Blood pressure assessment by a physician elicits an alerting reaction and a pressor response in the patient. The magnitude and time course of this response are described for a large number of hypertensive subjects in whom the assessments were performed during ambulatory intra-arterial blood pressure monitoring. In nearly all of the subjects, the physician's visit was accompanied by blood pressure and heart rate increases that peaked within 4 minutes and then declined. The response was characterized by a relatively high average value; a large between-subject variability; no relation with patient age, baseline hemodynamic values, and responses to laboratory stressors; and no attenuation with multiple repetition of the physician's visit. On the other hand, the increase in blood pressure was considerably less when blood pressure assessment was made by a nurse than when it was made by a physician; in both instances, a 10-minute wait was associated with marked reduction of the initial response. Thus, the stress inherent in usual blood pressure-measuring procedures is responsible for considerable overestimations of patients' blood pressures. There are means by which this can be minimized, although a residual error is likely to remain in most subjects. Whether the stress-devoid blood pressure is a better prognostic index than the stress-related one remains unknown.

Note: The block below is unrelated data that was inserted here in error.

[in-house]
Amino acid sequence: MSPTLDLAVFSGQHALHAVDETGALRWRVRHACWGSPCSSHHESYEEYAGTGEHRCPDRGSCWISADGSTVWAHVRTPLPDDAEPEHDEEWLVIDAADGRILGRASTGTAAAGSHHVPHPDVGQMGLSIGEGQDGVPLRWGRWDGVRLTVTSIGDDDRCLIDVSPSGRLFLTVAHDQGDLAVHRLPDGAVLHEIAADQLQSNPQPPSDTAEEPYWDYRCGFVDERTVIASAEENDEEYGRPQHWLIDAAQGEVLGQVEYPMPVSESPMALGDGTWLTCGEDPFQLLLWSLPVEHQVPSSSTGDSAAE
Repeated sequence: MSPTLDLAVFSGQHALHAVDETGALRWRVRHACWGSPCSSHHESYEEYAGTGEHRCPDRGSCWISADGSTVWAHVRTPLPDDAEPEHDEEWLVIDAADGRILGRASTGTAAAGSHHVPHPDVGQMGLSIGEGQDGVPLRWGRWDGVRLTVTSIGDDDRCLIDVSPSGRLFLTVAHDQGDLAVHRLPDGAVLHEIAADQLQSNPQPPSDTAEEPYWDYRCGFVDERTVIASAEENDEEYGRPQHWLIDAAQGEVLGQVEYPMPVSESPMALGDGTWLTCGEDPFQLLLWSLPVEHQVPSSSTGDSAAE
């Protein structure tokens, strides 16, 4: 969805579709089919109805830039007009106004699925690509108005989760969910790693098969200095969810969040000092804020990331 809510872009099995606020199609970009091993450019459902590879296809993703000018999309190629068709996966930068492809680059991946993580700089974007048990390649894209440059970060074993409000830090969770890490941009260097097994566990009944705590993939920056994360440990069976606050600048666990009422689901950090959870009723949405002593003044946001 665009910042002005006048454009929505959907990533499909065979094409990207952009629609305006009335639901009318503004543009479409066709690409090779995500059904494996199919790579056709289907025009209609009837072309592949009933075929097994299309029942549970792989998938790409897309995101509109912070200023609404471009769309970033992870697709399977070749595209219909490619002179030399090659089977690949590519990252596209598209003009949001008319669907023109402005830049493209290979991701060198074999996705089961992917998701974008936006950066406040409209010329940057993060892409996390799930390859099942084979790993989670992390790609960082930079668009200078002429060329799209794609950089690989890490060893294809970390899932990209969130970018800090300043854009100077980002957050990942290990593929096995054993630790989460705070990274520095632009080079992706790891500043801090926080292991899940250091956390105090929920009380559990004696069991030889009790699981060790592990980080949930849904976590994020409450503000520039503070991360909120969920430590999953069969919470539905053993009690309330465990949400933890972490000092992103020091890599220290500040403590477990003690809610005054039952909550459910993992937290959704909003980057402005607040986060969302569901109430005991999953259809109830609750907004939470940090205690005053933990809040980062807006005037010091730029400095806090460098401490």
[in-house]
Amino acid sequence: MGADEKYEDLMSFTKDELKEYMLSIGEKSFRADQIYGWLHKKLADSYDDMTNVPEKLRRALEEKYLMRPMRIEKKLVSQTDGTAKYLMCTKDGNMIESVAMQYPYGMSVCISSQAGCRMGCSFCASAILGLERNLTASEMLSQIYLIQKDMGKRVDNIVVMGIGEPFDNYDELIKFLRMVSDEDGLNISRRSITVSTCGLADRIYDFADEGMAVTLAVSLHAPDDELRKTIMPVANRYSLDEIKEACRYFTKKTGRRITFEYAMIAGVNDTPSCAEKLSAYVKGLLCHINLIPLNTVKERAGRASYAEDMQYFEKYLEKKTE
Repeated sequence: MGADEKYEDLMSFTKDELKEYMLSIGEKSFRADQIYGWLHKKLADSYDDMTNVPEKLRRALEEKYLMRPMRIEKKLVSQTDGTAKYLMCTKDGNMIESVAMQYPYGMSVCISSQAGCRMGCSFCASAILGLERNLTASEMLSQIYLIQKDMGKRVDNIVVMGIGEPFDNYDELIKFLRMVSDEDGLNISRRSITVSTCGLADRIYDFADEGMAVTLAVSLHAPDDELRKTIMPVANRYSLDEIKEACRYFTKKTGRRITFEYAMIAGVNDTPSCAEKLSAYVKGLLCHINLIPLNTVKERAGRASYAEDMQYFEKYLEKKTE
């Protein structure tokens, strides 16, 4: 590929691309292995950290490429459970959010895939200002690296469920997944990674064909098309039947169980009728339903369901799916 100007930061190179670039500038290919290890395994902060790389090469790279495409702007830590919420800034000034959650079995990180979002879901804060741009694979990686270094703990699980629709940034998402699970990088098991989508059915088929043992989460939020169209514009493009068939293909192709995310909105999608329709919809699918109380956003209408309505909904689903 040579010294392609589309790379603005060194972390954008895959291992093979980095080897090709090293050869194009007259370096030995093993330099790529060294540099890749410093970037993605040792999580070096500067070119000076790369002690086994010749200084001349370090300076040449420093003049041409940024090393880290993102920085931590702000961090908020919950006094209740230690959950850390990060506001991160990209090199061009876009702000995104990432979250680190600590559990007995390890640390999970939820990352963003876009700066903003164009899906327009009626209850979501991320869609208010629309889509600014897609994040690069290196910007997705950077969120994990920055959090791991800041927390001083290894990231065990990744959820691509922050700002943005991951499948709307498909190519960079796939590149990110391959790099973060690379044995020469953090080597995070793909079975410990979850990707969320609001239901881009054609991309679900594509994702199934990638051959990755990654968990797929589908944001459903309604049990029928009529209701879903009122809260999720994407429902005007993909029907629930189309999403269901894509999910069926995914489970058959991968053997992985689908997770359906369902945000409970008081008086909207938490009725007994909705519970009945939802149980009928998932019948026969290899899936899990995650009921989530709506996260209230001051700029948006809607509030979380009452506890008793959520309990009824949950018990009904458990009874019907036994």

|Issue number||4 SUPPL.|
|Publication status||Published - 1991|
ASJC Scopus subject areas
- Internal Medicine